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Welcome to the Dubowitz Syndrome Support Network

Children with special healthcare needs often qualify for the Medicaid/Katie Beckett waiver which is designed to look at only the child's disability & income, and does not take any other monies into consideration.  The Katie Beckett waiver pays for services that commercial healthcare normally wouldn't cover. Included also is the EPSDT program which, in conjunction with the Medicaid program, will usually pay for equipment (wheelchairs, FM systems, augmentative communications devices), co-pays for rehab services, doctor visits, prescriptions, and if it's not covered at all by your insurance or the child doesn't have other insurance, it pays for it all.  EPSDT also pays for diapers if your child is over the age of 3.  In some states, if you have no insurance and your child qualifies for Medicaid, they will include the entire family.  Make sure you have all the documents before you go for your appointment.  If you get turned down, ask to appeal it and gather up your information.  Don't be afraid to go back again and ask.  Katie Beckett also pays for respite (qualified babysitting) and home based therapy services (which can include behavioural and social therapies).  Programs vary from state to state with some states having a limit on how many children are accepted and some states not even referring to it as Katie Beckett, just 'the waiver program' or the TEFRA option.  Call your state department of Health and Human Services and ask about Medicaid for your child with special healthcare needs for more information.  No matter what your situation is, your child needs access to good medical care.  Hospitals always make arrangements for people who cannot pay, or can pay very little.  Don't deny your child a medical visit simply for this reason.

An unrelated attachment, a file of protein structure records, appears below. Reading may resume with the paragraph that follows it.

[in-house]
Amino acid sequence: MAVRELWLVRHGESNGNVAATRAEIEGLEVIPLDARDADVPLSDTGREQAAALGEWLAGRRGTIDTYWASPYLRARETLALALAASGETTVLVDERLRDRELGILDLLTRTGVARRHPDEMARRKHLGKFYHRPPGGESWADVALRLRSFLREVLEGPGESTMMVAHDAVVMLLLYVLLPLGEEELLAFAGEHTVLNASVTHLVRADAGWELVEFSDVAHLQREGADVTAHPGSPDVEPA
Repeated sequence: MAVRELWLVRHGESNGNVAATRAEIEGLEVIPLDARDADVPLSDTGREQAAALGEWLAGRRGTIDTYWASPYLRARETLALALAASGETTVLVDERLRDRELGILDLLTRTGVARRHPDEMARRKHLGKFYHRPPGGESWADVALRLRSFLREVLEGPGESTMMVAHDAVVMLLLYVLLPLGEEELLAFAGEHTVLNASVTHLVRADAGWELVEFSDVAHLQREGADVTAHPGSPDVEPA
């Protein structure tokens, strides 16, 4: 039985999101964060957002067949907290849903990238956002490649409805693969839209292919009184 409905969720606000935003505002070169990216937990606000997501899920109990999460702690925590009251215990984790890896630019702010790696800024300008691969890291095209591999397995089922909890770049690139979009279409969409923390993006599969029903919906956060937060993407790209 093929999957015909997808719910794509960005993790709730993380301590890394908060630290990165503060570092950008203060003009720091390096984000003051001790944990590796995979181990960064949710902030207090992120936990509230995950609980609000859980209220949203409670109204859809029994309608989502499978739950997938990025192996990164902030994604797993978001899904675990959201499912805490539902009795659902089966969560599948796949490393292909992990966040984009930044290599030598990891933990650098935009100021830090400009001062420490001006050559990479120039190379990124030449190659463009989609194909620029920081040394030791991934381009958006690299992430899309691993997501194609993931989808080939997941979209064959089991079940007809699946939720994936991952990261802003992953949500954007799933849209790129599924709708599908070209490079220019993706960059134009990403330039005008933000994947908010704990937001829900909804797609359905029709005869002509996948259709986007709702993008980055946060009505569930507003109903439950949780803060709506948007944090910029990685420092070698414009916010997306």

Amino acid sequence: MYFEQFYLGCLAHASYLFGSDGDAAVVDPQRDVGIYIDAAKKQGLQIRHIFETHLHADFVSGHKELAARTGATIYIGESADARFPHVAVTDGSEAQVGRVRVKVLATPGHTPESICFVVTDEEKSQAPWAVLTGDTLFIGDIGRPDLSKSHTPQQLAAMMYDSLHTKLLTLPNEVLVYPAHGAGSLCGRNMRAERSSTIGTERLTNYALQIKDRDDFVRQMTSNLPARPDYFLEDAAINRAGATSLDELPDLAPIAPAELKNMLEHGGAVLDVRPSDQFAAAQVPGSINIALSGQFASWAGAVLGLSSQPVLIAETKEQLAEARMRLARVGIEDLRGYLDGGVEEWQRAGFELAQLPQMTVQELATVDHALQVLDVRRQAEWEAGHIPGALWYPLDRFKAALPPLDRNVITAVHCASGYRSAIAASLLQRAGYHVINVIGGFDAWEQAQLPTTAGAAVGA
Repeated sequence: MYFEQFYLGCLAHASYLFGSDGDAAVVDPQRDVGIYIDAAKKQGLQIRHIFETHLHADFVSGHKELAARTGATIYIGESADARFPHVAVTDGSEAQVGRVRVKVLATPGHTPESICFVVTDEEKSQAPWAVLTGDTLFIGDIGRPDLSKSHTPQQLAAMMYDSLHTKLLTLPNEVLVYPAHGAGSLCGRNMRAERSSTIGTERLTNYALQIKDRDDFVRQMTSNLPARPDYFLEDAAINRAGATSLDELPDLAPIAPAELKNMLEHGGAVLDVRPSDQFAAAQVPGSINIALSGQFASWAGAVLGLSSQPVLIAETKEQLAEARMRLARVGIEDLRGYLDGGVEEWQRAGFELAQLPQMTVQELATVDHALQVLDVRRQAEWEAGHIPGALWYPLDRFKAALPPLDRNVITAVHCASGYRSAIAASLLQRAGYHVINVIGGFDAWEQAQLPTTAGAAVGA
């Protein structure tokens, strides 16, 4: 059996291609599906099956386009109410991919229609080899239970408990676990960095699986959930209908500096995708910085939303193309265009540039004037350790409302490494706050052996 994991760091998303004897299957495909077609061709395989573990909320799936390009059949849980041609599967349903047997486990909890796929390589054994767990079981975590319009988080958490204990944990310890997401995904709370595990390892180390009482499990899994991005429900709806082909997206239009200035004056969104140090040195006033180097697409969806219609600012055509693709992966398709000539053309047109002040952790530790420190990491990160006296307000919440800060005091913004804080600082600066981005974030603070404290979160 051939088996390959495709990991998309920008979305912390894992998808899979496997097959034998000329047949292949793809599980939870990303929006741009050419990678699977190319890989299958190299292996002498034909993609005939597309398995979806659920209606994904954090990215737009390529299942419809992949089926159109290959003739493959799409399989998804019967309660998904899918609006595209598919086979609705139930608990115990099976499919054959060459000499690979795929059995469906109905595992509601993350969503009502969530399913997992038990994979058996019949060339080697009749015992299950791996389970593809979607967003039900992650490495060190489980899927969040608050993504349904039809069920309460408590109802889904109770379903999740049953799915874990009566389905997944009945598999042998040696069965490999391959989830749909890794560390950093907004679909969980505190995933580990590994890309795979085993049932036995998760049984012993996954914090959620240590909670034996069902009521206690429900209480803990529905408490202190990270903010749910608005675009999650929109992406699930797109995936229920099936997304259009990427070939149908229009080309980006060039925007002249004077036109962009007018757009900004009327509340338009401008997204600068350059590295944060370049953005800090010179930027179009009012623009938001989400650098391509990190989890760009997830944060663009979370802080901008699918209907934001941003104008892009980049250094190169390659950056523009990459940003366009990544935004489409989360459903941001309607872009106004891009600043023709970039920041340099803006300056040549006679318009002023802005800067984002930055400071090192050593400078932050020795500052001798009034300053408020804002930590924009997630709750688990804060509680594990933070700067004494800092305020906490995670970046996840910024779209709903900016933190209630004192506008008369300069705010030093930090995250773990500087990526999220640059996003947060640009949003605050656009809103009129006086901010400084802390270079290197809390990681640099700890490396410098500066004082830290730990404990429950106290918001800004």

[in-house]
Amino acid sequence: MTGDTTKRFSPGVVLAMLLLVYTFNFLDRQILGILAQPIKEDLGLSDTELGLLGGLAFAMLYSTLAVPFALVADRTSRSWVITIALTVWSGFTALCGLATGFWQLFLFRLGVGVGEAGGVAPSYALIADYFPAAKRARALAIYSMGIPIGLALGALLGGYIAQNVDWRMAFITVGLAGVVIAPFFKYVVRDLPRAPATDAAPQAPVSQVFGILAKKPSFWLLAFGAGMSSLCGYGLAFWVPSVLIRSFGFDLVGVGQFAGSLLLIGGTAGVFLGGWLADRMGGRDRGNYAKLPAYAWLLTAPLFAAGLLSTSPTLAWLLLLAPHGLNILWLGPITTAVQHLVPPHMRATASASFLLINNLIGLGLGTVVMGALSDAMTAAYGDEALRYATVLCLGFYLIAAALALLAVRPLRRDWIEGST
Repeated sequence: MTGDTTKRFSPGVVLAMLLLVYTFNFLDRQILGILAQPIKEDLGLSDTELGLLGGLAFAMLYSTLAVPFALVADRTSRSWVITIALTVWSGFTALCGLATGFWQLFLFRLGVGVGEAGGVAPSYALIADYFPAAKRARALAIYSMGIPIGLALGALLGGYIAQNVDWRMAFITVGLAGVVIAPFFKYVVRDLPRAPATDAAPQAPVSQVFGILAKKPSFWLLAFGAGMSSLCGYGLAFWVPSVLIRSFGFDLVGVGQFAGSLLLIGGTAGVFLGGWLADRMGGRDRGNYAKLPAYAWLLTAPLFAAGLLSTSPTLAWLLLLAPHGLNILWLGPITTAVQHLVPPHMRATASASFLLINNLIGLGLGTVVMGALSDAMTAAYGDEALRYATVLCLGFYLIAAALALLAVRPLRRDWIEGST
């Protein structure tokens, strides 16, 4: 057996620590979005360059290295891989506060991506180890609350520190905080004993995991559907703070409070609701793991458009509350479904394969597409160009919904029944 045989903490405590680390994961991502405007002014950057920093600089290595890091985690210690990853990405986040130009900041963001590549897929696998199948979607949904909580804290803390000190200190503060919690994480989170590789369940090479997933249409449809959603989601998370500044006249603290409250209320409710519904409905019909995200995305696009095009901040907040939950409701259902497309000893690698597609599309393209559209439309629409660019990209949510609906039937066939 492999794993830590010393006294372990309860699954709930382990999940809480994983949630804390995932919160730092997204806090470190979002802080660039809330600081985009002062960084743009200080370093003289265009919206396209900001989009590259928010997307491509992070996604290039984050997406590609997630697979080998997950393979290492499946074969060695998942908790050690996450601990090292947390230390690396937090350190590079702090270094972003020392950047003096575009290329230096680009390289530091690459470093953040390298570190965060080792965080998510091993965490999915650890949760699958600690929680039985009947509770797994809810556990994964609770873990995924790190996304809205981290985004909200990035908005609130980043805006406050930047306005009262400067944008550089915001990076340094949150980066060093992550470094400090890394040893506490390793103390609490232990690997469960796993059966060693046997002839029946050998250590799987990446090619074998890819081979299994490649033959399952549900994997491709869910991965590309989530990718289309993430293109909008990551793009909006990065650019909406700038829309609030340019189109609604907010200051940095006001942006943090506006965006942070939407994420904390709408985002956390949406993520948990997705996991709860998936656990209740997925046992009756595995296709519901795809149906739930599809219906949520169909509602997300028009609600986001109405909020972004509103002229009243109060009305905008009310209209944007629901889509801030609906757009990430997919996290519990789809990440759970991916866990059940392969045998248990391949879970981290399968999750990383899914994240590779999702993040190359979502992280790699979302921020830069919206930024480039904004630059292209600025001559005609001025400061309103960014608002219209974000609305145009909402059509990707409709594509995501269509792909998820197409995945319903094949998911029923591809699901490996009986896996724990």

If you child is eligible for the Katie Beckett program, chances are she/he will also be able to get WICWIC is generally geared towards low income families, but as with the Katie Beckett program, it waives this for families with children with special healthcare needs.  WIC covers the child up until the age of 5 and will pay for formula (depending on the brand, not necessarily all of it, but if your child needs some very expensive hypoallergenic stuff, it's well worth it), cheese, milk, cereal, and sometimes fruits and vegetables in the summer months.  WIC is not the easiest program to get on and you may be turned down initially, but call your state director and explain that your child is on Medicaid or the Katie Beckett waiver (one in the same, depends on the state).


If you are low income, your child may also qualify for Supplemental Social Security benefits.  This entitles the child to a monthly check.  You need to keep careful track of your income because if it changes and you don't notify the SSA, they will ask for funds back if you've exceeded the limit.  Once again, make sure you have all the necessary papers before you go to your appointment, it makes it so much easier.  This program is based on the family's entire income level.


When all else has failed and you need something for your child that is not covered, you can find local charitable organizations a huge help.  Groups like the Lions, and Shriners all do wonderful things for children.  Shriner's hospitals give free care and equipment to children who cannot afford it, with an interest in children with hearing issues, burns, and physical disabilities.  They say that the Shriner's hospitals don't even have a billing department!  Even United Cerebral Palsy occasionally has small grants to help families with anything from summer camp, therapeutic horseback riding, to lodging for a medical visit far away.  You can find local charities in your yellow pages.


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